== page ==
So what’s the conclusion here? Should people avoid Bootstrap? Would I do it over again differently? This is my final takeaway:

  • I’m glad Bootstrap got me into using LESS (judiciously).
  • Bootstrap helped me figure out a good way of organizing my LESS files.
  • Bootstrap has some good ideas about breaking down some of the fundamental components of a page and figuring out what those pieces are. What the vocabulary is. A lot of that I kept even if the css, classnames, and even html changed.
  • I’m a snob and I think the dropdown and tooltip widgets (the only two I even tried using) are kind of crap. They work fine in prototyping, but have fundamental flaws.
  • Bootstrap makes tradeoffs to have nicer looking html. We take a different approach to get nice view code, and don’t need to make those tradeoffs.
  • Finally, I realize that not all apps or websites are like Octane. Other people may have no time or talent for design or implementation of custom CSS, in which case, Bootstrap is a pretty good foundation. It also works pretty well for just prototyping or scaffolding.

Before I made the final decision to remove our dependency on Bootstrap, I looked around to see what others were saying. There’s a lot of praise for Bootstrap out there. Given that my ideals had shifted to OOCSS/SMACSS, I was curious about that intersection. I got my answer here. To pull some choice quotes:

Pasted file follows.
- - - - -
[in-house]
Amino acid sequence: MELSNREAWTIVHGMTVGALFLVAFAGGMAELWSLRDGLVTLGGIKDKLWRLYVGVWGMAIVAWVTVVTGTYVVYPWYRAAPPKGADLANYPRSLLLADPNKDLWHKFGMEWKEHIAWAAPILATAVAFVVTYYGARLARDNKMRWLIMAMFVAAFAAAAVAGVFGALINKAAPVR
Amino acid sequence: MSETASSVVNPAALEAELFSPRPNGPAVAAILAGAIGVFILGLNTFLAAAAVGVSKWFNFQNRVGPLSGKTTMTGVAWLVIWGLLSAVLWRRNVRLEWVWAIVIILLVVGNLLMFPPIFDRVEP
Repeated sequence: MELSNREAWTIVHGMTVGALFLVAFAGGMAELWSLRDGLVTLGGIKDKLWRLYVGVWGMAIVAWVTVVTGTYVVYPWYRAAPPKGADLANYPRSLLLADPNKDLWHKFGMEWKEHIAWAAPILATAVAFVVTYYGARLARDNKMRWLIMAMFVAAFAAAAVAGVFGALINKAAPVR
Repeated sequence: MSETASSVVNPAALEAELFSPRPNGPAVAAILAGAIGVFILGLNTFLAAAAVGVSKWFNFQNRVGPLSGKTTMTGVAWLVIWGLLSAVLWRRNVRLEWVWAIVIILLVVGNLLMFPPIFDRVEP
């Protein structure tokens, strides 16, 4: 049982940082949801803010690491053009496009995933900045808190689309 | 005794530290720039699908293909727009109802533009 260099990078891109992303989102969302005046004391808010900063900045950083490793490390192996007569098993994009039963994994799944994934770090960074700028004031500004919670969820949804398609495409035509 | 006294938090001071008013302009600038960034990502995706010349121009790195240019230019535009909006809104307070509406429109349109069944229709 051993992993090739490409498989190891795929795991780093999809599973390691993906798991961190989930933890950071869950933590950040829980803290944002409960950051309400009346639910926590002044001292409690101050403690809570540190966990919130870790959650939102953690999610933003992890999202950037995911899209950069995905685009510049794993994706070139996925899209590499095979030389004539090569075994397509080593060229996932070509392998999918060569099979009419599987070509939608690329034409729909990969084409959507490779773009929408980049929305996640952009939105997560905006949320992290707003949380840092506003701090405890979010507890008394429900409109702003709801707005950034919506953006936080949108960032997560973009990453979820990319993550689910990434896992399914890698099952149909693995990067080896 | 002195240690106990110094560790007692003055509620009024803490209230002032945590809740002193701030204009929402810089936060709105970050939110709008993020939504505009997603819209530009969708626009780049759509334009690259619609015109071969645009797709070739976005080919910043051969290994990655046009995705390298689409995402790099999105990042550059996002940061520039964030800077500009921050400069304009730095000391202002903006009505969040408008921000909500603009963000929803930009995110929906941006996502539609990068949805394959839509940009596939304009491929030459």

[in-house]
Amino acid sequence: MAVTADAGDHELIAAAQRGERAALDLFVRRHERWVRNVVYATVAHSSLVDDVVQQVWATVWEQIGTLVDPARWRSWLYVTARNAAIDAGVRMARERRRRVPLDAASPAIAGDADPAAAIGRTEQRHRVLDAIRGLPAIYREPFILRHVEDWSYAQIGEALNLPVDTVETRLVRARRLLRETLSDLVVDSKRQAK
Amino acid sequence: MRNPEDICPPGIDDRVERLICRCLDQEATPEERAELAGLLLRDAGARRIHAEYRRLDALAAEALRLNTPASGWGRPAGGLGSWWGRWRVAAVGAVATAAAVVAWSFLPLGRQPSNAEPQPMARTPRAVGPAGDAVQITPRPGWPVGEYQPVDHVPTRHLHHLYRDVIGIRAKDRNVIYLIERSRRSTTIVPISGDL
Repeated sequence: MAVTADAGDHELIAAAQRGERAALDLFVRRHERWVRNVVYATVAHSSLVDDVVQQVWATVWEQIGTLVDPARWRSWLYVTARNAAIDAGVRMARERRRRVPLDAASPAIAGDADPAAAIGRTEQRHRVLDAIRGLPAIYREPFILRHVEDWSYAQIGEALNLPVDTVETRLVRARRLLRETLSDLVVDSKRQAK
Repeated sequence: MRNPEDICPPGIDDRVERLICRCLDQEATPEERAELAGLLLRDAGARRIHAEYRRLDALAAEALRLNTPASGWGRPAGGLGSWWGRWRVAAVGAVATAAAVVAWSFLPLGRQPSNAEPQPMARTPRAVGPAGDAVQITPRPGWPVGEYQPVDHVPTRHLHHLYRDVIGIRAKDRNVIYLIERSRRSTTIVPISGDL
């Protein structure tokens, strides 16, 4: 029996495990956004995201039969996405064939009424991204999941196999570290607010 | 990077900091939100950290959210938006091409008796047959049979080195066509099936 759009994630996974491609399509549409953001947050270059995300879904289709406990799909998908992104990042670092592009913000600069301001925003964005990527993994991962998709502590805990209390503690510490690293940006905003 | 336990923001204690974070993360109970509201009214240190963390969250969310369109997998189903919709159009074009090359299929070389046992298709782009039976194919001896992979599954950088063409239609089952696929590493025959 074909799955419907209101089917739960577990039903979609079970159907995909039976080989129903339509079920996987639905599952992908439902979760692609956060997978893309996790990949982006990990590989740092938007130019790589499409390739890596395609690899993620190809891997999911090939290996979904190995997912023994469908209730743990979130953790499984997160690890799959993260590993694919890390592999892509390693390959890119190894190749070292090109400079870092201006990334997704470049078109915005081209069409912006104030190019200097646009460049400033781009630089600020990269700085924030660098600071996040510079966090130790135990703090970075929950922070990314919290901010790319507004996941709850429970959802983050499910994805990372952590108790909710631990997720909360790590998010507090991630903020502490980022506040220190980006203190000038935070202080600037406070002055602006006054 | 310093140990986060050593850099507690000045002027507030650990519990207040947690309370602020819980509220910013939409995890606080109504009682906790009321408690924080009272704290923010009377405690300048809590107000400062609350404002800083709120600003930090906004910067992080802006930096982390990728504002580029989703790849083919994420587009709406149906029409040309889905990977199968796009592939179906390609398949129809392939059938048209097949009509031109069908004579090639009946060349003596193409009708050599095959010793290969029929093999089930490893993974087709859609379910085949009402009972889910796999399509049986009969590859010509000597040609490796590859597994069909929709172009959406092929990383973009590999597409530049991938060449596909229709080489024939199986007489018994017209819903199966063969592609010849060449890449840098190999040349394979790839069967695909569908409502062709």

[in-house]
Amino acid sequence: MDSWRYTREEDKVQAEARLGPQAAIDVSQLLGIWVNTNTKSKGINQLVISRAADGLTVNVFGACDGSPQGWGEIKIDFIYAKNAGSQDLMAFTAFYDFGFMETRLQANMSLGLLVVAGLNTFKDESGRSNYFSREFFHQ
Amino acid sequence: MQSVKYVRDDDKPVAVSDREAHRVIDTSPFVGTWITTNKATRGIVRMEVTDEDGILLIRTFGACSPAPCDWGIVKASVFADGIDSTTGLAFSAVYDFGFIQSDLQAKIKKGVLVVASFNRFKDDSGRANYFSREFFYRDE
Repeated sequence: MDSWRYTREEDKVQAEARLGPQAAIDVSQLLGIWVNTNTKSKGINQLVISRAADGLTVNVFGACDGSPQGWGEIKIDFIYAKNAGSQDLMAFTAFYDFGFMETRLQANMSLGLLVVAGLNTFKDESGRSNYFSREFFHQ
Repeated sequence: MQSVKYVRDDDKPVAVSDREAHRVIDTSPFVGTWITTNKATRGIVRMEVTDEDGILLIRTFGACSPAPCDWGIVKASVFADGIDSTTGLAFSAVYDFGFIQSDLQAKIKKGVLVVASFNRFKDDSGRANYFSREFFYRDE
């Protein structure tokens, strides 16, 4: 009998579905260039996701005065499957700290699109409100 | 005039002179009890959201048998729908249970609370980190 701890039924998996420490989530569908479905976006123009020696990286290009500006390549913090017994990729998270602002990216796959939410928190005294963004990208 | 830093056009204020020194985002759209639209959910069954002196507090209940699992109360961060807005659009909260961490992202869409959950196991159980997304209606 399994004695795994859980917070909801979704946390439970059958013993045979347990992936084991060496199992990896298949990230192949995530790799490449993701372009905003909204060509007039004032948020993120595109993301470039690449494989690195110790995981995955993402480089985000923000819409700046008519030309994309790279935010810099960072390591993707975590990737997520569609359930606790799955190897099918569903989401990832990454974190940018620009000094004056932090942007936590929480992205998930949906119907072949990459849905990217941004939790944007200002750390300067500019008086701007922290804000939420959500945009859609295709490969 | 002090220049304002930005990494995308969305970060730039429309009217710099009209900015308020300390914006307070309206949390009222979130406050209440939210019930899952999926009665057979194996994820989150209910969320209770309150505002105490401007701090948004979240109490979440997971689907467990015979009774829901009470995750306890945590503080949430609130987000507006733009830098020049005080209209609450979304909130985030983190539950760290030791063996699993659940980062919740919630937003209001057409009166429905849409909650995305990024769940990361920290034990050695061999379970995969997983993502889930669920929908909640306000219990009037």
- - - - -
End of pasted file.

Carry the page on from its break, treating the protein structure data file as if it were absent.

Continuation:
“Yeah, my initial impression has been that design is too tightly coupled to structure. You can’t easily reskin w out ripping out or overwriting their styles.”

That was from Nicole Sullivan, creator of OOCSS and well respected authority of good CSS.

“I’ve used it for 3 projects now. At first I loved it, but now I think that I live only a few aspects of it – the mixins, icons and buttons.

It is an amazing project, but I actually prefer the lightness of the OOCSS framework.

While you can customize things in bootstrap, you ant take it too far before things start to break.

In the end, what it’s taught me about LESS is what I appreciate the most. I’m building a LOOCSS project :-p”

That was from another person in the thread, and it really echoed my own experience.

I’ve got more thoughts and experiences on OOCSS and SMACSS, and where we’re going with it, but I’ll just leave that for another post.